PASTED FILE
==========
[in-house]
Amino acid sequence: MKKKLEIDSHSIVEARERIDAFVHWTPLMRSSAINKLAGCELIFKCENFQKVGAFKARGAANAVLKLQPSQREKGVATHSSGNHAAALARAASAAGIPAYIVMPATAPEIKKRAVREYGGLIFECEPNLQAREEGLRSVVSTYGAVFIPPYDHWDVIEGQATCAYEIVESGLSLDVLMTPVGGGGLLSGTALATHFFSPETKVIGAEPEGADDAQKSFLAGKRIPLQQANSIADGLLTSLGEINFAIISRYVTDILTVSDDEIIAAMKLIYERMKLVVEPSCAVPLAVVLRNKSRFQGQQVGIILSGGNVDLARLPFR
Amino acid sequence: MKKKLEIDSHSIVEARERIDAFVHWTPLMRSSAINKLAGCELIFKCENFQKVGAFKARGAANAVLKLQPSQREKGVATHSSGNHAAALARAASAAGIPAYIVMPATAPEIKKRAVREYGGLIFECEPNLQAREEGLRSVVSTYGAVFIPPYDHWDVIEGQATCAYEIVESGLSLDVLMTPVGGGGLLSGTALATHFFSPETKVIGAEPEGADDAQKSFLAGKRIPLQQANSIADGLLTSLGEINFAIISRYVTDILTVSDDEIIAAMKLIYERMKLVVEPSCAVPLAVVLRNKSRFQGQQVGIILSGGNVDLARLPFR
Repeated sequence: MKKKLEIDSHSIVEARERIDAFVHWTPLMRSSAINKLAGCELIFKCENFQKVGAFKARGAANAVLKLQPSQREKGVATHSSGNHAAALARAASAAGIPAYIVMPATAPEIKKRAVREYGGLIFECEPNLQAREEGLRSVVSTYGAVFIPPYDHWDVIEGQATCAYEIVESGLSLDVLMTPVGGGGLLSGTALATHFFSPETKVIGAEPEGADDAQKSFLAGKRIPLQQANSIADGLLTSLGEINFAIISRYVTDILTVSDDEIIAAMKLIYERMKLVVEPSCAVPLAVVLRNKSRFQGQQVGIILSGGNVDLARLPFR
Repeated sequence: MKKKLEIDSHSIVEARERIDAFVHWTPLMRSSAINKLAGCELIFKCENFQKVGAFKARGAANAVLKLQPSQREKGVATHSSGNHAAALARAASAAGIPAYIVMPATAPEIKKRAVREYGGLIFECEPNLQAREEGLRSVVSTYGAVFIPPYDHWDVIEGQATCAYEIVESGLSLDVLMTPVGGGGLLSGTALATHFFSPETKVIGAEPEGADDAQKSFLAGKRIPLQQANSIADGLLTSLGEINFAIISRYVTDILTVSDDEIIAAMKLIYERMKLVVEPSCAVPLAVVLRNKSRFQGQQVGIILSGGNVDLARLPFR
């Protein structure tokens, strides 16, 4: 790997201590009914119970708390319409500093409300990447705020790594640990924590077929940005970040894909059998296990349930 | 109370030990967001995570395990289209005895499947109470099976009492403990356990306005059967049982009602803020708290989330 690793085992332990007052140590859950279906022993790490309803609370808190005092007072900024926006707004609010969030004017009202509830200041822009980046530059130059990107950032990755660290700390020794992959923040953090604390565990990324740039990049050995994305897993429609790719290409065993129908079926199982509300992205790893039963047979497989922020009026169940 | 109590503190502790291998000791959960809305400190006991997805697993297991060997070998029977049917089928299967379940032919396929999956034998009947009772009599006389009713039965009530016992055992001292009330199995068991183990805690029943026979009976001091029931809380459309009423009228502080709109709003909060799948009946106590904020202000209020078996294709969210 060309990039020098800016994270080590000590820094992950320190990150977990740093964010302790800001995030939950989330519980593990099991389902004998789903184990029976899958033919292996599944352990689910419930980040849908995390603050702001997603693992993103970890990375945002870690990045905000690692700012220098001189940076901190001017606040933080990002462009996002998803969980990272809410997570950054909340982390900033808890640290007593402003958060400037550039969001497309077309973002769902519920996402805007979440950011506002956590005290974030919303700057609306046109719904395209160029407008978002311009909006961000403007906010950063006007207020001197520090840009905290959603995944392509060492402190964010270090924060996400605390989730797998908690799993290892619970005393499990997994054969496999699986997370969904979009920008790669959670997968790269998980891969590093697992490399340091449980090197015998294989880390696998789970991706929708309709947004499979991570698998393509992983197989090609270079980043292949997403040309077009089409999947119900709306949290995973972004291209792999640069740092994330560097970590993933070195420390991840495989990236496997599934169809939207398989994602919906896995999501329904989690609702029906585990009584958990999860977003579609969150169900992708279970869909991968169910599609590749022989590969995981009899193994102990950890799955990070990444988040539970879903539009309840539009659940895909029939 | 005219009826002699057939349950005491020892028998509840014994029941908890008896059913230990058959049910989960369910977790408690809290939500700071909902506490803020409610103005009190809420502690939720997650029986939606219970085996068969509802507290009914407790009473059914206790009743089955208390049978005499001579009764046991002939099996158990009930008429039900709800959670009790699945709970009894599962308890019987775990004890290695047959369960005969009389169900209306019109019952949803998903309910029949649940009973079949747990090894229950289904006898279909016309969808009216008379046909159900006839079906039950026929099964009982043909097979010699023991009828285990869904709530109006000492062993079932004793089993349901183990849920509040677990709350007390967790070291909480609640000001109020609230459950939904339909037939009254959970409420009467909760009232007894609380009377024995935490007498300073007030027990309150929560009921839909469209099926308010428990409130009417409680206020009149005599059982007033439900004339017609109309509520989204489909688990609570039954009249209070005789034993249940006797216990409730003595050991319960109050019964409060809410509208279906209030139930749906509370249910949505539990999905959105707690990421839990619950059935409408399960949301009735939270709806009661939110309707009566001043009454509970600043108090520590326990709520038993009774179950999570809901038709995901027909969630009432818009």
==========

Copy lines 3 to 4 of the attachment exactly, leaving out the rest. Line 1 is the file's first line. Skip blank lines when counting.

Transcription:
Amino acid sequence: MKKKLEIDSHSIVEARERIDAFVHWTPLMRSSAINKLAGCELIFKCENFQKVGAFKARGAANAVLKLQPSQREKGVATHSSGNHAAALARAASAAGIPAYIVMPATAPEIKKRAVREYGGLIFECEPNLQAREEGLRSVVSTYGAVFIPPYDHWDVIEGQATCAYEIVESGLSLDVLMTPVGGGGLLSGTALATHFFSPETKVIGAEPEGADDAQKSFLAGKRIPLQQANSIADGLLTSLGEINFAIISRYVTDILTVSDDEIIAAMKLIYERMKLVVEPSCAVPLAVVLRNKSRFQGQQVGIILSGGNVDLARLPFR
Repeated sequence: MKKKLEIDSHSIVEARERIDAFVHWTPLMRSSAINKLAGCELIFKCENFQKVGAFKARGAANAVLKLQPSQREKGVATHSSGNHAAALARAASAAGIPAYIVMPATAPEIKKRAVREYGGLIFECEPNLQAREEGLRSVVSTYGAVFIPPYDHWDVIEGQATCAYEIVESGLSLDVLMTPVGGGGLLSGTALATHFFSPETKVIGAEPEGADDAQKSFLAGKRIPLQQANSIADGLLTSLGEINFAIISRYVTDILTVSDDEIIAAMKLIYERMKLVVEPSCAVPLAVVLRNKSRFQGQQVGIILSGGNVDLARLPFR